Beloved Oakland soul singer Freddy Hughes dead at 79
Freddy Hughes, the Oakland recording artist who had a massive impact on the East Bay soul music scene and made the 1968 hit “Send My Baby Back,” died Tuesday at the age of 79, East Bay Times reports.
Hughes died of leukemia and COVID-19 complications, according to his son and former member of Tower of Power, Derrick Hughes.
Hughes was born on Aug. 20, 1943 and attended Castlemont High School in Oakland before launching a career spanning over 60 years, working with numerous Oakland vocal groups beginning in the 1950s.
“I worked with Lou Rawls, Aretha, and Marvin Gaye, and Freddie was equal to any of those singers,” said R&B legend Johnny Talbot. “He had a voice that was unique and influential. When you mention singers from this area, Freddie has to be at the top. He had such a gift.”
Hughes is survived by five children, Sonia Hughes Farmah of Hanford, Derick Hughes of Oakland, Derene Hughes Jones of Alameda, Lena Hughes, and Jelani Hughes; 23 grandchildren, many great-grandchildren and his brother Wayne Hughes of Oakland.
Tesla line worker dies during shift at Fremont factory
An employee at Tesla’s Fremont factory died Wednesday while working on the powertrain assembly line, East Bay Times reports.
Authorities from the the California Division of Occupational Safety and Health, or Cal-OSHA, are currently investigating the death after being notified of the death.
“Ca-OSHA is gathering more information to determine the work-relatedness of this event and whether to conduct an inspection,” the agency said in a statement issued Thursday morning.
First responders were initially notified of the death at 5:38 a.m. Wednesday, according to Fremont Fire Department Spokesperson, Aisha Knowles.
Paramedics pronounced the man dead at the scene, Knowles said.
The employee's identity and cause of death have not been released.
Kerr takes blame for Golden State’s loss to Pacers
Fresh off the heels of a dominating win over Detroit at the Chase Center, Golden State fell to Indiana 121-117 in overtime Thursday – marking one of the largest upsets during the Steve Kerr era of the Warriors’ franchise, ESPN reports.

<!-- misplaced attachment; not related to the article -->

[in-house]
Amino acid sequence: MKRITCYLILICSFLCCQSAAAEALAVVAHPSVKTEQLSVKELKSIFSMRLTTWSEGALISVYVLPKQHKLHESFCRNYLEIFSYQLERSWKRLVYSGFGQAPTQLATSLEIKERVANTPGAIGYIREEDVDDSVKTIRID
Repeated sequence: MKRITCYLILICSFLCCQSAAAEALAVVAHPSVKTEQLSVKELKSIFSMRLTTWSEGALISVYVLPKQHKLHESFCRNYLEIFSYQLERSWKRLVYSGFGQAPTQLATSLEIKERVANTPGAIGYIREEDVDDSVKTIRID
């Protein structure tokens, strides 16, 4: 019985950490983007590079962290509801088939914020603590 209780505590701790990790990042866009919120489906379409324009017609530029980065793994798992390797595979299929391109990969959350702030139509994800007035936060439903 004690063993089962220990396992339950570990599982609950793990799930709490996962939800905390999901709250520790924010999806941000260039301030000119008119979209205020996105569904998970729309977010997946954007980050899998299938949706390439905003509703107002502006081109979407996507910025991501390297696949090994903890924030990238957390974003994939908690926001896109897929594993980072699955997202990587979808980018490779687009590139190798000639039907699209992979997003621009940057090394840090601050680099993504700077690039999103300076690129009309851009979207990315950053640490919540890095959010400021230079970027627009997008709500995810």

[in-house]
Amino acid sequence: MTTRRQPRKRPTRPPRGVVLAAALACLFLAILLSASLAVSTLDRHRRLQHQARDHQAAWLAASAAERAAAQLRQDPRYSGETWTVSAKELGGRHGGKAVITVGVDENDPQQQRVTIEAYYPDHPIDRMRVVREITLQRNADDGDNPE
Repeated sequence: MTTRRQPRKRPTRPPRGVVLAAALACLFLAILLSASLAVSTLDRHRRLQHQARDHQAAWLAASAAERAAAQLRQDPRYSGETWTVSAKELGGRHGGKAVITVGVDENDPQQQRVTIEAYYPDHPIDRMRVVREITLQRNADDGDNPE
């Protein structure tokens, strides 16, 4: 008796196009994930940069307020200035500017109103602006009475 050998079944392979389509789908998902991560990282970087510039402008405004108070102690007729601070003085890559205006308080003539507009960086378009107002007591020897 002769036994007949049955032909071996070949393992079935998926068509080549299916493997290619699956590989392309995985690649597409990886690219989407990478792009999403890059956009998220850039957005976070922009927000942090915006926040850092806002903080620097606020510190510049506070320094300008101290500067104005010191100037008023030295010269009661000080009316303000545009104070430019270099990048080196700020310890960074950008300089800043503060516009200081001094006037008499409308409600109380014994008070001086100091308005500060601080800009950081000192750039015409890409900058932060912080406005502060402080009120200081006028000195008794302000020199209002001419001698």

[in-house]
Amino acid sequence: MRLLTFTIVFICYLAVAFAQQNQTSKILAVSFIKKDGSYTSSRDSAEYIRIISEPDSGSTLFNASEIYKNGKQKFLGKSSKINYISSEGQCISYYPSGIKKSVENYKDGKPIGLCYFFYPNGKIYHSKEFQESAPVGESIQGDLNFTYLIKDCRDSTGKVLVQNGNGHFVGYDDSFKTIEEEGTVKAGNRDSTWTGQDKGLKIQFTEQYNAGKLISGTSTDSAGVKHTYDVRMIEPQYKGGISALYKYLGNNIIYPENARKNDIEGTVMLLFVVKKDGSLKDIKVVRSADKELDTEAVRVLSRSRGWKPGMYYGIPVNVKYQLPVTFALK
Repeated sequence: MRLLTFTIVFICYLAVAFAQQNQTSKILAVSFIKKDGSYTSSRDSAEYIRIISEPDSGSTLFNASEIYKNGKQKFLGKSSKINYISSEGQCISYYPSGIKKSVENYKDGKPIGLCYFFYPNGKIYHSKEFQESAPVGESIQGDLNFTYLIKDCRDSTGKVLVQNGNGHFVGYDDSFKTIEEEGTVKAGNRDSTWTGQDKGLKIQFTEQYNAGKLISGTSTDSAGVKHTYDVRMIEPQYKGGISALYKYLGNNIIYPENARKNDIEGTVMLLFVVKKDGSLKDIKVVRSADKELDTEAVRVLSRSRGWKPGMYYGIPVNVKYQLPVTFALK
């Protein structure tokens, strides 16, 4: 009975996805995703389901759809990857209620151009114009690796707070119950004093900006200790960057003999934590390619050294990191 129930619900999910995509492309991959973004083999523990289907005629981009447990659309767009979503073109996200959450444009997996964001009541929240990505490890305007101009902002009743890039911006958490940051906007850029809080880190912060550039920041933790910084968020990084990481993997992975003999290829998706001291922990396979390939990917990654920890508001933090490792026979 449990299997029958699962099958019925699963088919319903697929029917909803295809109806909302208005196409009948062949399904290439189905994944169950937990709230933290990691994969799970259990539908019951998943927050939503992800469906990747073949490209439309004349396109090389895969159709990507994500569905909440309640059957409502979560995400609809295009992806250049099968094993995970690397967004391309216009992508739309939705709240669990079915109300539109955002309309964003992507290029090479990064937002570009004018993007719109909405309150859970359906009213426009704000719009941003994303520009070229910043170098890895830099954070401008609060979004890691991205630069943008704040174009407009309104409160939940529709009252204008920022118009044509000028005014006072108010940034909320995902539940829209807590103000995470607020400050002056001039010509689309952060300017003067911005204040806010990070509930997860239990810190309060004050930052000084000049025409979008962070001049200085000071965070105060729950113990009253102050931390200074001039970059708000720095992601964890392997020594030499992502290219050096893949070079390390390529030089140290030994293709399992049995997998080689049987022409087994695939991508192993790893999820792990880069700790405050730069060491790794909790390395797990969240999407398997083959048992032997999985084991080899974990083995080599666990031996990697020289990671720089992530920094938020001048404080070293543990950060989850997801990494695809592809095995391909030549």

"I blame myself, number one," said Warriors Coach Steve Kerr. "I don't think I did a good job of preparing the team to be ready to play."
The Pacers shot 41.9 percent from 3-point range despite being without four of their top scoring players.
Kerr also blamed himself for the last defensive possession of the game during regulation time after Steph Curry allowed Justin Holiday to slip his defense and hit a three in just enough time to tie the game and go into overtime.
"I'm normally a fouler, and I take the hit on that one, too,” Kerr said, after telling his players to not draw a foul on either Holiday or Isaiah Jackson, who assisted Holiday on the play.
However, Steph Curry shared the blame on that play saying, "I looked at the ball for like two seconds," adding, "Holiday made a good cut and made a shot. I know there's that conversation, should we have fouled and all. I was just a step slow and that one gave him too wide-open of a look. Trying to guard the inbounds and I got caught looking."
Overall, Curry finished the night with a game-high 39 points, and went six for 16 from deep. However, the remainder of the Warriors hit only 11.5% from three-point range, going three for 26 – the worst three-point average from Golden State since the 2014-15 season.
Curry blamed Thursday’s loss on what he saw as the Dubs failure to execute.
"It was our execution on simple stuff that we know is our bread and butter, we didn't execute well," Curry said. "We came down, I called a play, but we didn't execute it well. It was an anti-possession. That's where us as players have to keep each other accountable. On the little things we can control. We can't control making and missing shots, but you can control execution."
The Dubs face the Houston Rockets tonight at the Chase Center.